Our A Show for Two book review considers a new young adult book that is among the most authentic of NYC-set rom-coms.
A Show for Two accomplishes so much in its 400 pages, it’s nothing short of remarkable. This book manages to be a powerful meditation on the value of following your passions, a harrowing depiction of unsupportive parents, an exquisite love letter to New York City… oh, and a really sweet rom-com, too.
Mina loves filmmaking, and wants to pursue it, whereas Emmitt has a passion for photography. And this book really takes the time to explore why they love these things so much. Is it a question of revealing the world or reframing it, of preserving moments or improving them? Mina reflects on this and discusses it, considers how much sacrifice such a passion is worth.
In a story all too familiar to many first-generation Americans, Mina’s parents have absolutely no time for frivolities like filmmaking and her sister’s affinity for volleyball. But this goes beyond the Disney Channel trope of “well-meaning parents just want kid to do X instead of Y.” Mina’s parents are legitimately awful to her: They never miss an opportunity for a cutting remark, never fail to prophesy her failure or undermine her self-worth, and never abstain from trying to destroy her self-confidence. Everything she does comes back to how it reflects on her parents. When Mina and her sister Anam are talking about getting out of their parents’ house like it’s an existential crisis, they aren’t being hyperbolic.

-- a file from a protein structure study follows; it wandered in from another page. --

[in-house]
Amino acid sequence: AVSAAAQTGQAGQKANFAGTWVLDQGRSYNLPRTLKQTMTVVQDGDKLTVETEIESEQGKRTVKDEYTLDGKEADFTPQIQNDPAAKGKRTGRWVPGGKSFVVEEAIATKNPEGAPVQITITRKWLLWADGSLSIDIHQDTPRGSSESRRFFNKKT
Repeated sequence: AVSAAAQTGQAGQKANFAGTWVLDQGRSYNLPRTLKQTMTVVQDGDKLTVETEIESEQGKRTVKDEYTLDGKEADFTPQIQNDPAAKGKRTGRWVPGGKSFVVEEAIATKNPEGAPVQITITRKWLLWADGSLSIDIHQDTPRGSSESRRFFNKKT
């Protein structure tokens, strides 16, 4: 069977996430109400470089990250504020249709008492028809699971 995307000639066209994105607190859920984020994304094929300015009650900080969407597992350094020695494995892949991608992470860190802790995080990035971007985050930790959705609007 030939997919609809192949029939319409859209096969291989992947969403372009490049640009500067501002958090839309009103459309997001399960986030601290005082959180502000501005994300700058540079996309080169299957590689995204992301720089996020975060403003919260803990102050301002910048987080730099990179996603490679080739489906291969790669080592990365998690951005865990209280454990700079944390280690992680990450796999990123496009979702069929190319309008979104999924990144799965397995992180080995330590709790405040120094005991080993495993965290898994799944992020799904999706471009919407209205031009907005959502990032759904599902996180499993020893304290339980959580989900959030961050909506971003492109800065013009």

I’m sure many readers will consider this portrayal of Mina’s parents to be over-the-top or unjustified, but I can say from personal experience that this is not as much of an exaggeration as one would think. My mother, though a Jewish Ukrainian immigrant rather than a Muslim Bangladeshi one, is not far off from these parents. When they are so convinced Mina won’t get into her dream school, they make a wager against it? My mother did that. When they regularly tell her she’s a disappointment and an embarrassment (“How could we have failed as parents in raising such a child”)? Been there, done that. It’s not often a relationship like this is portrayed in media—in fact, no other example comes to mind—and I was surprised and gratified to read a book hewing so close to my own life experience.
But to move this A Show for Two book review to a lighter note, this is the most NYC book I’ve ever read in YA, and perhaps the best depiction of the city give-or-take Ghosting. It gets all of the tiny details right, from subway stations to park views to the local landmarks. I live in Astoria, where the fictional high school is located, so these subway stations and local sights are my stomping grounds. It is so obvious this book was written by a native New Yorker who knows all the tiny details needed to imperceptibly make a book an authentic NYC story.